Why does it take longer for women to become full professors in math, engineering and the sciences than it does for men?
Is there a gender bias holding women back in these fields, or do family responsibilities, such as raising children and managing a household, slow down a female scientist’s professional growth?
These questions will be addressed and answered with the help of a $500,000 National Science Foundation grant awarded jointly to Union College in Schenectady and Skidmore College in Saratoga Springs.
The three-year study by researchers at both colleges will focus on recruiting and retaining female professors in the sciences, technology, engineering and math (called the STEM disciplines).
When Union College math professor Brenda Johnson was attending graduate school at Brown University she found only one female math professor in a department of 25 faculty members.
“It’s difficult being in the minority. There are fewer role models,” Johnson said Monday.
She said during her six years of graduate study, which led to her doctorate in mathematics, only four women finished the program. Other women, who were just as qualified, dropped out for one reason or another.
“When you don’t see other women succeeding it can be difficult,” Johnson said,
Johnson and Skidmore College math professor Alice Dean are the co-principal investigators for the grant project. A dozen other faculty members at the colleges will be involved in the research work.
“Things have certainly improved over the years,” said Dean. But she said women still represent a smaller portion of members of science faculties in the upper ranks of the profession.
“We want to hear from women at all levels,” Dean said. “What are their issues?”
Dean said the grant will provide help and mentoring for two groups of women in the sciences, math and engineering. The first group is women who are on track for tenure but have not yet received it.
“We want to help them achieve tenure,” Dean said.
The second group is women in the sciences who have achieved tenure as an associate professor but have not yet been named a full professor. Dean said the study will determine ways to help them achieve the rank of full professor.
“We are not trying to disadvantage men; we hope these things will help men, too,” Dean said.
Dean said that some female assistant professors “put part of their lives on hold” while they work to achieve tenure. But once they have tenure as an associate professor, they may start spending more time on family matters rather than doing research and publishing scholarly papers that could lead to a full professorship.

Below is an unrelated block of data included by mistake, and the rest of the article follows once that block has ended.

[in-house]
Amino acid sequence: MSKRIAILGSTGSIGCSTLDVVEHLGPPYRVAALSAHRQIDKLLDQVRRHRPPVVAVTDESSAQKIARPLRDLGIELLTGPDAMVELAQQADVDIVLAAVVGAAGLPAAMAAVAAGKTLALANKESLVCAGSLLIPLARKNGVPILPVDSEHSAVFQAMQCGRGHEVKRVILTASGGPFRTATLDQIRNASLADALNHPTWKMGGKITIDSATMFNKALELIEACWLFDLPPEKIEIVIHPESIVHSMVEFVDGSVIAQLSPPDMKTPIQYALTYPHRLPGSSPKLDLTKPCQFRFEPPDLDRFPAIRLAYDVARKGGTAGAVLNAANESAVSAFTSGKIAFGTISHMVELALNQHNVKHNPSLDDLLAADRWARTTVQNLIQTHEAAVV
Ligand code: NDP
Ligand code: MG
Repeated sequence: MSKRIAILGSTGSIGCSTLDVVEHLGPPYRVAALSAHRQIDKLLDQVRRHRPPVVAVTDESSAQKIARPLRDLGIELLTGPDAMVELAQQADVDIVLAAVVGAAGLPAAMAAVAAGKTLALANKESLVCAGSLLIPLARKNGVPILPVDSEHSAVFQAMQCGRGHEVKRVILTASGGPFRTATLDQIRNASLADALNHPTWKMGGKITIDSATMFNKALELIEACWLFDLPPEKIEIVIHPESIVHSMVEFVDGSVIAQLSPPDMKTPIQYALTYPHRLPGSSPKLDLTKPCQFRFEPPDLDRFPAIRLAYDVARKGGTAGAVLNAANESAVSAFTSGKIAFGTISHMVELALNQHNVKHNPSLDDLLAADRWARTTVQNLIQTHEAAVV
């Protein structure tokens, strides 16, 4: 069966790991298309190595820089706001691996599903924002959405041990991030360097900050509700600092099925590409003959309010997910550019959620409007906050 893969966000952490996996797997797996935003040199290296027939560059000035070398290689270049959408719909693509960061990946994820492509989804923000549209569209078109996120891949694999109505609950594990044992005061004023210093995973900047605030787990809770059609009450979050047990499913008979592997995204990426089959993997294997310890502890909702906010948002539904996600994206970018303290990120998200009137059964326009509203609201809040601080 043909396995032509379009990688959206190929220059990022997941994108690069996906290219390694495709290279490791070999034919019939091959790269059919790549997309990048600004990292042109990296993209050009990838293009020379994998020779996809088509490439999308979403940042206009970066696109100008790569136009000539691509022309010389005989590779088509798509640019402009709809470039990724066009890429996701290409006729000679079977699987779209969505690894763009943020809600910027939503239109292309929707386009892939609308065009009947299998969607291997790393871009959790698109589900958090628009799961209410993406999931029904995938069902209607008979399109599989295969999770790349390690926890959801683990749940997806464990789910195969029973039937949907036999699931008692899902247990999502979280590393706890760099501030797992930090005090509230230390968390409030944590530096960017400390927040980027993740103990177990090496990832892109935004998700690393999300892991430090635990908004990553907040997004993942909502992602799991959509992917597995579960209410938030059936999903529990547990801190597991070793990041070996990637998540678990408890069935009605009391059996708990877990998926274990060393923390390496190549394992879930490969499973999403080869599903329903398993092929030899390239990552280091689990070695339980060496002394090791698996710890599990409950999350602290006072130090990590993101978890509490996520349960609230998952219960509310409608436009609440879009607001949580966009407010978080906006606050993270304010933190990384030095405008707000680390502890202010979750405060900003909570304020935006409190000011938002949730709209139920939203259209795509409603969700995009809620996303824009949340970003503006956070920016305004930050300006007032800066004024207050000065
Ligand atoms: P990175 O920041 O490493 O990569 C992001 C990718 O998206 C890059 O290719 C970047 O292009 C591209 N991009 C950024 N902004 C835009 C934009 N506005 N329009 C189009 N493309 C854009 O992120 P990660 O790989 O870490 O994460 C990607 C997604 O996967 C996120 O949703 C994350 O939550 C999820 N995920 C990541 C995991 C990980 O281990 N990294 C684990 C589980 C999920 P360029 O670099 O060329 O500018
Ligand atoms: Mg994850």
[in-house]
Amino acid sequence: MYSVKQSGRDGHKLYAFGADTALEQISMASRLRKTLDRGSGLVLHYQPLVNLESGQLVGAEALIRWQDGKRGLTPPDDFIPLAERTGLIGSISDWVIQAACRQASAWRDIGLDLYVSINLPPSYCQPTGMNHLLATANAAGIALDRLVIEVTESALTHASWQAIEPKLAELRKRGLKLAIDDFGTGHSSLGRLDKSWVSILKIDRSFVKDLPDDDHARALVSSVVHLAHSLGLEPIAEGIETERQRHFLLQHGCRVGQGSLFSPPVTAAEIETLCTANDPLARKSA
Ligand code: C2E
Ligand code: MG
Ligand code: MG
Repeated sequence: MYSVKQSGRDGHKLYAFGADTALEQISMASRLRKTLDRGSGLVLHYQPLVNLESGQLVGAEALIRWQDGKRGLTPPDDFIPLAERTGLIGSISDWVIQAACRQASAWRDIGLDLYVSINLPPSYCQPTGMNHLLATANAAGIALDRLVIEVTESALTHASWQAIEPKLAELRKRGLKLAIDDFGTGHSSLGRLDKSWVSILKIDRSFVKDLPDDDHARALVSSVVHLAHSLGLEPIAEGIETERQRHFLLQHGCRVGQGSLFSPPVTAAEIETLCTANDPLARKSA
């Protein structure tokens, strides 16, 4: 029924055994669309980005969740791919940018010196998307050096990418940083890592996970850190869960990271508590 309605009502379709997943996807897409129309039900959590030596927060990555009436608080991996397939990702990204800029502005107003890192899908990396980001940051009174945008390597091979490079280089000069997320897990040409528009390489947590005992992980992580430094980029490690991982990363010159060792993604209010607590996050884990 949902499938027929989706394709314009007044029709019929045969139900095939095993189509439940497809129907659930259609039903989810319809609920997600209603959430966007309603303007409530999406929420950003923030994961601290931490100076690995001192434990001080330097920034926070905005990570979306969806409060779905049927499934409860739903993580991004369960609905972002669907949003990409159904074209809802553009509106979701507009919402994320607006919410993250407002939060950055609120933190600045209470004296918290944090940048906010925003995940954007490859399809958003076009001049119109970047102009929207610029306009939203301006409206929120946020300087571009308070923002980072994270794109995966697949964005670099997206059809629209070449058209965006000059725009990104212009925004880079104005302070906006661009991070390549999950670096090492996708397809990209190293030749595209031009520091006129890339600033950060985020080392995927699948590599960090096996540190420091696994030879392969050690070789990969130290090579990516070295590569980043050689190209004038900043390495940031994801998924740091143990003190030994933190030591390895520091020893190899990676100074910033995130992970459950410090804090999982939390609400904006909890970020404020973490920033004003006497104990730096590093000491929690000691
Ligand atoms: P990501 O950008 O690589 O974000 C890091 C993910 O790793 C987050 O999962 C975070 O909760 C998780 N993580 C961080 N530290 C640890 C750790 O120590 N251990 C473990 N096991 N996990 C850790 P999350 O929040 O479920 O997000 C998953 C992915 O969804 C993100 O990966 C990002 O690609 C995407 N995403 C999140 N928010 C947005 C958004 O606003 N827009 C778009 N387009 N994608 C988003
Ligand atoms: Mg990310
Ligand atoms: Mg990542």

The grant program will provide such professors with help to update them in their field, allow them to return to research or travel to visit with a collaborating colleague at another college or university.
Dean said in many cases, more of the family responsibilities fall on a woman. “It makes it harder to travel, to go to conferences in their field,” she said.
Dean knows this firsthand: She had twins, a girl and a boy, 24 years ago.
Johnson said in Union College’s math department there are four tenured women and six or seven tenured male professors. There are six women in a math faculty of 13.
“Things have changed,” Johnson said. She said when she came to Union in 1992, there was only one other woman in the math department.
In Union’s chemistry department there are more female professors than male professors, Johnson said.
The idea of gender bias will also be studied. Johnson said some suspect there may be a gender bias in student evaluations of a given professor. In this area, the grant project may survey undergraduate students at the two colleges regarding gender bias in their written evaluations of a professor.
Work has already started on the project. Focus groups have met at Union and will do the same soon at Skidmore.
Johnson said she and Dean will sometimes meet face to face, but have been exchanging daily e-mails as teams of researchers begin their work and address the issues.
The results of the research will be shared with other colleges and universities.
Skidmore and Union were the only liberal arts colleges to receive grants from the National Science Foundation in this round in this area. The National Science Foundation’s Advance Program is dedicated to increasing representation of women in academic science and engineering careers.
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